History of the Compton


The Penistone Cinema Organ Trust

Line drawing of the Compton Organ

The Regal Oswestry

Following the closure of the Odeon, Birmingham in 1988 for conversion, the Compton organ was removed by the cinema’s last resident organist, Steve Tovey. Several possible new venues were looked at for the Compton within the Birmingham area. At one point it -was proposed that the Compton would form part of a new entertainment centre in the grounds of Weston Park, the home of Lord Bradford.
The Compton's future  was uncertain and it was thought that this, the sole survivor of the four Paramount organs would meet the same fate as the others and be broken up to supply spare parts. Trevor Harris, a Shropshire Cinema owner, stepped in with an offer to buy the Compton as a complete instrument, Cinema organ enthusiasts all over the country must have given a huge sigh of relief' that the last of
the four Paramount Compton Cinema Organs ever built was to be saved.
The Compton had received very little maintenance work during its time at the Odeon, and so before re-installing it, the new owner had the instrument checked over from top to bottom, From Birmingham, the organ was taken straight to an organ builder's workshop in Lichfield, where the various components were stripped and new leather replaced the original, which had begun showing signs of deterioration. Most of the pipe chests, regulators and percussions were re-leathered with new high quality white leather, while small sections of wear were fitted with new leather corners. Once completed, the Compton was taken to its new home.

Granada, Oswestry

The new location for the Compton was the Regal Cinema, Oswestry. This cinema theatre was built to the design of architect, Lionel A. G. Pritchard. The Regal was completed and opened on the 22rid May, 1933. Originally the cinema had a capacity of 1080. 744 cinema-goers could be seated in the Stalls, while the circle held a further 336. In November 1934, the Granada cinema circuit expressed in interest in the Regal, which resulted in a full takeover of the cinema on 6th February 1955. After operating the Regal for one year, Granada closed it for improvements, later re-opening it as the Granada.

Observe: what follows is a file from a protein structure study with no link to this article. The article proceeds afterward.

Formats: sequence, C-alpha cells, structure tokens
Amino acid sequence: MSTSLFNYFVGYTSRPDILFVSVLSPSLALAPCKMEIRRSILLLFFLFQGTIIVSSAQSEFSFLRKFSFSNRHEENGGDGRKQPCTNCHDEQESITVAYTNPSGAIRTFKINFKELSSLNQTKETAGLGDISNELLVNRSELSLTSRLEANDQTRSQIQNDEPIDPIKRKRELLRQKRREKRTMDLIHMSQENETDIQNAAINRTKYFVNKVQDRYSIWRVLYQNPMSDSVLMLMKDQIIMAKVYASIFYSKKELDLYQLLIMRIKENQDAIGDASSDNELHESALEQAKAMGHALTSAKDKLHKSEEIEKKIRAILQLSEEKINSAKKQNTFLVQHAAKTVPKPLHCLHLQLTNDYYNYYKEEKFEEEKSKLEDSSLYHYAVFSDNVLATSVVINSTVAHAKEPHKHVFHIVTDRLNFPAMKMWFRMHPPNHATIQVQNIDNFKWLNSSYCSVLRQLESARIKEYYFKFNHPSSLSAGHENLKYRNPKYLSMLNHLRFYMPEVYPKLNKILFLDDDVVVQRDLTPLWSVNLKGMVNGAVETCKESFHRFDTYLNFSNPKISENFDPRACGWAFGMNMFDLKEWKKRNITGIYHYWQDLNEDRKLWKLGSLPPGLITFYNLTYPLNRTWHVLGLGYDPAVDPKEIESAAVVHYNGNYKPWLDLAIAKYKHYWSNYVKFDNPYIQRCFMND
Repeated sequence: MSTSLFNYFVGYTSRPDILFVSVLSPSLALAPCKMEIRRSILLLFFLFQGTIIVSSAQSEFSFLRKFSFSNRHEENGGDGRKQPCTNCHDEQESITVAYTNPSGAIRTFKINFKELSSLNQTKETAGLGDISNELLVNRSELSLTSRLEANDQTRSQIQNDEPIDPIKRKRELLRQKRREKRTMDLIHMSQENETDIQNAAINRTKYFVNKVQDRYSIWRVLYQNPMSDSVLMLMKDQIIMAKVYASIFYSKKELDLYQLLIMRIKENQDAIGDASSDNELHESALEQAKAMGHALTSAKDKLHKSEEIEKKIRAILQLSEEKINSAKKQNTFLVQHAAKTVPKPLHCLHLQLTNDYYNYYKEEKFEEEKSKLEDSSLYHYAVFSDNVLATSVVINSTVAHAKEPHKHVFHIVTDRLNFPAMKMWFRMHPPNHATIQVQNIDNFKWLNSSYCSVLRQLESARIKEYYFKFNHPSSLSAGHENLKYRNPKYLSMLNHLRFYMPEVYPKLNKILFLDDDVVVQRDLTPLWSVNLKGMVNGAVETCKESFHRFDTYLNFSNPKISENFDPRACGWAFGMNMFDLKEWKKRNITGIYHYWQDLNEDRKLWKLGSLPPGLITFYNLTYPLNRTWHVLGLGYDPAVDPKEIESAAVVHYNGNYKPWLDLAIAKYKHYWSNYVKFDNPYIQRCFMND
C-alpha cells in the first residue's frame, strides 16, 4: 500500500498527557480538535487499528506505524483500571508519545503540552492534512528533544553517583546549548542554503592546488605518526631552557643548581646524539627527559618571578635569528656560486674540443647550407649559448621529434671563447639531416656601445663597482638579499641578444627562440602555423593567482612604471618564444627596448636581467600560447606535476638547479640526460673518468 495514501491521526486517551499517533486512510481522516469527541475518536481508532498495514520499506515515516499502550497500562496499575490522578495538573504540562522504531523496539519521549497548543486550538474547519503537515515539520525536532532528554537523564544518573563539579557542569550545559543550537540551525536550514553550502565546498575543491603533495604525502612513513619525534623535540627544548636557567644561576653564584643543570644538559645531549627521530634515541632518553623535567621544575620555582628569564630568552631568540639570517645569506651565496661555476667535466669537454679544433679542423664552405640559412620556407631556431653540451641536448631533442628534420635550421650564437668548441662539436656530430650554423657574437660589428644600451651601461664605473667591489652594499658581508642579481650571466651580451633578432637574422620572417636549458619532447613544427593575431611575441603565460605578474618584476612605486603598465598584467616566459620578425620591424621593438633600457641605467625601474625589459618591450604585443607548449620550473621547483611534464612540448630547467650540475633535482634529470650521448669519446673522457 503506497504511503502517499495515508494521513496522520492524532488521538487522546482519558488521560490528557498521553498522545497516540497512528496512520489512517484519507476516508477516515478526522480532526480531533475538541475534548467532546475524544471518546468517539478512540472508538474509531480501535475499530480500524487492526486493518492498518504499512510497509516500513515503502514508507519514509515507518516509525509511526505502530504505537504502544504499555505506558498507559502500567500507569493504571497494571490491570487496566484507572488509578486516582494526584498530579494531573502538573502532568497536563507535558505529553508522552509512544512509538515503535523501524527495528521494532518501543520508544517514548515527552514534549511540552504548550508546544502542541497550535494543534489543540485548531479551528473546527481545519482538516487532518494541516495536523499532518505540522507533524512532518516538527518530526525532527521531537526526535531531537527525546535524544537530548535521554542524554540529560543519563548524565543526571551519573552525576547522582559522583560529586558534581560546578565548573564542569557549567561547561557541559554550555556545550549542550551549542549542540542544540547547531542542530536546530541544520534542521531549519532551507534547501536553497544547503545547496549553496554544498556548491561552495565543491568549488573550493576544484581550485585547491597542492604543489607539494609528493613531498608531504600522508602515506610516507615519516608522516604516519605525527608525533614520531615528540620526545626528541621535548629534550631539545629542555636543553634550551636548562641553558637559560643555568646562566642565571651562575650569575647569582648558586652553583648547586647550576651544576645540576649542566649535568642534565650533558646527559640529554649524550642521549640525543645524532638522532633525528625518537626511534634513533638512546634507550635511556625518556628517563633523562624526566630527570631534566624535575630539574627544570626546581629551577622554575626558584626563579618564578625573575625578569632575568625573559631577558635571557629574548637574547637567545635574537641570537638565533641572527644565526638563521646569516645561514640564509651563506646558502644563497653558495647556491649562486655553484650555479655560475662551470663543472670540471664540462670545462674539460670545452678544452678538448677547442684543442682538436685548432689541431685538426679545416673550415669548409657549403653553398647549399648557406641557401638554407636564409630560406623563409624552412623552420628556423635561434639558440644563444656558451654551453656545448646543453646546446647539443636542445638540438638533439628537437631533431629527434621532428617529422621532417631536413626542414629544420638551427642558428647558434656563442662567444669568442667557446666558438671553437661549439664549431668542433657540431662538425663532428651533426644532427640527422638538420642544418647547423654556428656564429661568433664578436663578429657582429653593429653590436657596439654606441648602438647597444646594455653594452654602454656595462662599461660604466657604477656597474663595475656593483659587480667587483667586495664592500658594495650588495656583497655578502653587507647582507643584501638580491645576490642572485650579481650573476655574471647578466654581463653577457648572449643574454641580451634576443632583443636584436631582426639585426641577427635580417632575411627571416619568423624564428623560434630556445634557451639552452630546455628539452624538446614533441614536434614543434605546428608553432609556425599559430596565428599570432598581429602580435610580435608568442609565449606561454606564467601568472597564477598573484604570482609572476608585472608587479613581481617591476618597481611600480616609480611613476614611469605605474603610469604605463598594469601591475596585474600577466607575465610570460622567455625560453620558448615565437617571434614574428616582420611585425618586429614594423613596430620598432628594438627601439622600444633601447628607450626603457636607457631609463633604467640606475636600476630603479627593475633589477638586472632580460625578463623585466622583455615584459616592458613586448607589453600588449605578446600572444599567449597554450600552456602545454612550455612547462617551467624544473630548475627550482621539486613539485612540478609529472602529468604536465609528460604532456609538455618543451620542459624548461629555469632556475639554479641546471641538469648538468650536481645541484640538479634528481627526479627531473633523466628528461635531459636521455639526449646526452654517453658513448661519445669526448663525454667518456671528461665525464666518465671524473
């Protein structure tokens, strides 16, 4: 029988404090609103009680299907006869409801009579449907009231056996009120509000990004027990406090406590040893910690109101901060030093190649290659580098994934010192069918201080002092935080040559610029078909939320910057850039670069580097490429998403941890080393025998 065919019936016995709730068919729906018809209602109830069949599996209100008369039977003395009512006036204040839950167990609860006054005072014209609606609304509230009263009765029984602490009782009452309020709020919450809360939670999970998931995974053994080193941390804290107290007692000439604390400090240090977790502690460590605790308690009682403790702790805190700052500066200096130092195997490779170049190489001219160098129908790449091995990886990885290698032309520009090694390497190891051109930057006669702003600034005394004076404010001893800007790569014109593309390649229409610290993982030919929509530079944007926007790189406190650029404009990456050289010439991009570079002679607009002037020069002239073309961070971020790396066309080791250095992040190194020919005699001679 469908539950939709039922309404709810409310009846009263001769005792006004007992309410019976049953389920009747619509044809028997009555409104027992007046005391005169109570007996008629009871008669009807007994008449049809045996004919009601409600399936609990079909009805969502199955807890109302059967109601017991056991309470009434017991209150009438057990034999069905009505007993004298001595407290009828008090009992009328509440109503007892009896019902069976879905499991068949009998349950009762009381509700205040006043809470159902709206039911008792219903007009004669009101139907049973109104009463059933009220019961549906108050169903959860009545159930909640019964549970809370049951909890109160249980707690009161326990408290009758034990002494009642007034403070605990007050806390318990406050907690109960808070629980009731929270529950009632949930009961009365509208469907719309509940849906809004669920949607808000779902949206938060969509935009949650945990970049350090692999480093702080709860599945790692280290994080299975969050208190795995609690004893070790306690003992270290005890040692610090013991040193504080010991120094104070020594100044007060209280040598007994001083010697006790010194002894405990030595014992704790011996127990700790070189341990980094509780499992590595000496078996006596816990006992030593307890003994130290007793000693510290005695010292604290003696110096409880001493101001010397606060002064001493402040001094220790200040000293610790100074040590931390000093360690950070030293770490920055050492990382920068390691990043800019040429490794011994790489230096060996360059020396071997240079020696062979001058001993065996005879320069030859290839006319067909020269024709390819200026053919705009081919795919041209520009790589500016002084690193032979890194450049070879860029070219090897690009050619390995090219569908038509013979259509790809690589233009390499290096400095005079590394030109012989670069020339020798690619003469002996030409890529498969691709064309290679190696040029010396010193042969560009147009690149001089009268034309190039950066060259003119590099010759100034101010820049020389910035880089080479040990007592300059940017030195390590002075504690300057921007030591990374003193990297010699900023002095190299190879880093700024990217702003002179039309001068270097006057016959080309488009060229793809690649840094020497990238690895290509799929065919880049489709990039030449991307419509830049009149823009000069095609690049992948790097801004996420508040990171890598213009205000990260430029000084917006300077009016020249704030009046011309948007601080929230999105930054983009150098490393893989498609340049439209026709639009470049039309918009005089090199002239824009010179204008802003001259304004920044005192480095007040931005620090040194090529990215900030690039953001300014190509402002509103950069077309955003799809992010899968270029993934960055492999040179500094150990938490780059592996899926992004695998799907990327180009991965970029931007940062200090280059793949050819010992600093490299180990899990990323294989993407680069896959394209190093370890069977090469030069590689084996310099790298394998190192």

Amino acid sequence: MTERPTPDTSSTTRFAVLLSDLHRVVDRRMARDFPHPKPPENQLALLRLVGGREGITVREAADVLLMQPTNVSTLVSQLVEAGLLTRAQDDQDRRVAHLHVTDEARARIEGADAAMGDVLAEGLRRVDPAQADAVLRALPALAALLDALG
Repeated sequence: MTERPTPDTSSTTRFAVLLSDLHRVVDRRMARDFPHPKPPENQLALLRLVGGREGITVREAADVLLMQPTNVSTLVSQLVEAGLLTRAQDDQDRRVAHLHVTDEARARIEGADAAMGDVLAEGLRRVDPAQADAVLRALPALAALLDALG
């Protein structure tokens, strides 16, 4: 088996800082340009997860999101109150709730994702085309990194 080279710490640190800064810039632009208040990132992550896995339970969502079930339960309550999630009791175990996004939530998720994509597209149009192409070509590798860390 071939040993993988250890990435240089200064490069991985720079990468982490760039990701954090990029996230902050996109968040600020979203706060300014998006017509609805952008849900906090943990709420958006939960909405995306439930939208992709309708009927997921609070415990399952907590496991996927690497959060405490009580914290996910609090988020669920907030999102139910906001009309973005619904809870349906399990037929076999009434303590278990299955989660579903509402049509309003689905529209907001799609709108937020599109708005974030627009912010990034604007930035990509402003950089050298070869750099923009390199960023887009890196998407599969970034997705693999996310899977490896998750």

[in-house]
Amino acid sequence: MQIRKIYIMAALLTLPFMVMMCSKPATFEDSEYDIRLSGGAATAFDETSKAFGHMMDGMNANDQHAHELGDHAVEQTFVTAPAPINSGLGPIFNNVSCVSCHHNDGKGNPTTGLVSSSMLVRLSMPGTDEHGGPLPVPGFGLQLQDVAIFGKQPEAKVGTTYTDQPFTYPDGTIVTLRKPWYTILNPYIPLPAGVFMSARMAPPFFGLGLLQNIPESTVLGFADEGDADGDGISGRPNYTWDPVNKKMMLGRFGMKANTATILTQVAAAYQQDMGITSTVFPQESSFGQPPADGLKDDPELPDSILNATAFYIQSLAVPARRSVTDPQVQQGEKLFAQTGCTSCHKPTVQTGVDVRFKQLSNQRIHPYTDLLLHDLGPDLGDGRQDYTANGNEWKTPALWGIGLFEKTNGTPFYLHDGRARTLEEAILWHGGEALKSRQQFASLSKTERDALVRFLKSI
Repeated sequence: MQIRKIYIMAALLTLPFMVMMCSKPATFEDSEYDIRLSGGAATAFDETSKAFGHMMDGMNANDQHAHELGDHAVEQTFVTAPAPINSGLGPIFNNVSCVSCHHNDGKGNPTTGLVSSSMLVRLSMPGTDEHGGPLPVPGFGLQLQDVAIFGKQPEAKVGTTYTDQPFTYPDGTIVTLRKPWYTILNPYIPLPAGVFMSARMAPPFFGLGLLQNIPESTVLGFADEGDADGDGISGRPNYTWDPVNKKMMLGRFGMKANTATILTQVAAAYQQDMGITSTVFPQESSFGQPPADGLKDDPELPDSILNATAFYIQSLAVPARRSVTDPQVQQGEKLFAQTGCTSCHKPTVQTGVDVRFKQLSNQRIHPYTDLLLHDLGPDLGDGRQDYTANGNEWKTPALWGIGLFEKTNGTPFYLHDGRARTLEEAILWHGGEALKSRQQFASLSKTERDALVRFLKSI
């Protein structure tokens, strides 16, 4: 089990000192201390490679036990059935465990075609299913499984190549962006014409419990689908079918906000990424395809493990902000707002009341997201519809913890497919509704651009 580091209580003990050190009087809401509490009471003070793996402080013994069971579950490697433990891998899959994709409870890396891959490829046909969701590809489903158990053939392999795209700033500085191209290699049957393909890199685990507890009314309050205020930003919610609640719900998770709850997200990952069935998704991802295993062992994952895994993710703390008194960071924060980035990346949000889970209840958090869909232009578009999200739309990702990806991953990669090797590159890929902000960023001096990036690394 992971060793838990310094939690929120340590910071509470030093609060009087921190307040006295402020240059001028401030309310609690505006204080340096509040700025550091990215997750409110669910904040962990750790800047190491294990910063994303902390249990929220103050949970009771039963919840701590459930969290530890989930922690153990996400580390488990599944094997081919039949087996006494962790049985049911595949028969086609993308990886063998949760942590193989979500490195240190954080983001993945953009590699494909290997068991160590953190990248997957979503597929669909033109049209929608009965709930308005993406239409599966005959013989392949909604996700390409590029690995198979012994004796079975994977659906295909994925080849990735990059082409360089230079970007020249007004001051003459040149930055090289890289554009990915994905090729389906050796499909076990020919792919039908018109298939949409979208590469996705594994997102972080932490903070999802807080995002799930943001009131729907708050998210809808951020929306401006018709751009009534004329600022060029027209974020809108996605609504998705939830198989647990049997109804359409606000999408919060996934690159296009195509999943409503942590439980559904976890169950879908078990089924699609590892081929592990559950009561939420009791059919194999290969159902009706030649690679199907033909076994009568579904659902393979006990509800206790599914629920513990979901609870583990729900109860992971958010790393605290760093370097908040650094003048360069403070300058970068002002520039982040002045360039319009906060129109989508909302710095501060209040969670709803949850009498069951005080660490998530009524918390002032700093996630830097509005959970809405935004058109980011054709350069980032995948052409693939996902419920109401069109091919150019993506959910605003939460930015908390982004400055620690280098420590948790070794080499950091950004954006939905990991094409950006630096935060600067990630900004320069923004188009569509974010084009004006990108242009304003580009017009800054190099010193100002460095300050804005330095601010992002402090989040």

The cinema was operated by the Granada chain until 1975 when the company decided to close it. In 1976, Trevor Harris bought the building, and the cinema was reopened on 25th February 1976, once again re-named the Regal. Like most other cinema auditoria, the Regal was converted into a twin screen cinema in 1985, and in 1987, a further screen was added utilising the stage area.
In 1989, work began on the reinstallation of the Compton by several organ builders, including Hawkins of Lichfield, who had undertaken the
refurbishment of many or its original parts. Organ chambers were built in the space under the stage but only two of the four original sets of shutters were used, the sound emerging into the old malls area from the stage front.

The auditorium before conversion

The Auditorium before conversion

A Platform Supported the console to the left of the stage, while the Glockenspiel, Xylophone and ' Toy Counter' were positioned on a shelf above one of the exit doors due to the severe lack of space inside the chambers. Because of the position of these units, they did require careful handling by the organist, to avoid deafening tile audience. The installation in the Regal was completed with no alteration to the instrument, apart from the Krummet rank, which was taken out during the removal of the Compton from the Odeon.
The Compton was opened at the Regal on 26th November 1989. Robert Wolfe, the resident Organist from the Thursford Collection in Norfolk, was the organist seated at the console on this eventful occasion. Unfortunately in the winter of 1993, after only four years, the organ had to be temporarily removed, while the three screen Regal was converted into one dual purpose cinema-cabaret club. This conversion left no space under the stage for the pipe chambers and so it was decided to leave organ in storage. A small number of Organ enthusiasts approached Trevor Harris to enquire if they could rebuild the Compton using space to the right of the stage. Following careful measurements, it was found that the organ would fit if the two chambers were built on top of each other, just like they had been originally at Birmingham.

The Regal Compton

 The console proudly displays the name of its new home

After several months of' hard work, the Compton Finally began to sing again, however, the Compton's new lease of life proved to be short lived. Trevor Harris realised that this type of entertainment was becoming unprofitable and announced the closure of the Regal in 1994.  The organ was put up for sale and subsequently the Compton was removed from the Regal during the week beginning 6th June 1994. It took only six days to dismantle the Compton and carefully pack all the pipes away to avoid any damage. This unenviable task could not have been completed in such a short time had it not been for the sterling work done by Pat and Phil Sturman, Brian Chantrey, ‘Jackie' Ellis, Barry Grunill and Kevin Grunill. 
The Regal continued operating as a cinema for only a short period of time after the removal of the Compton. Sadly, after only two weeks, the last film performances were presented at the Regal and the cinema finally closed its doors to the public on 16th June 1994.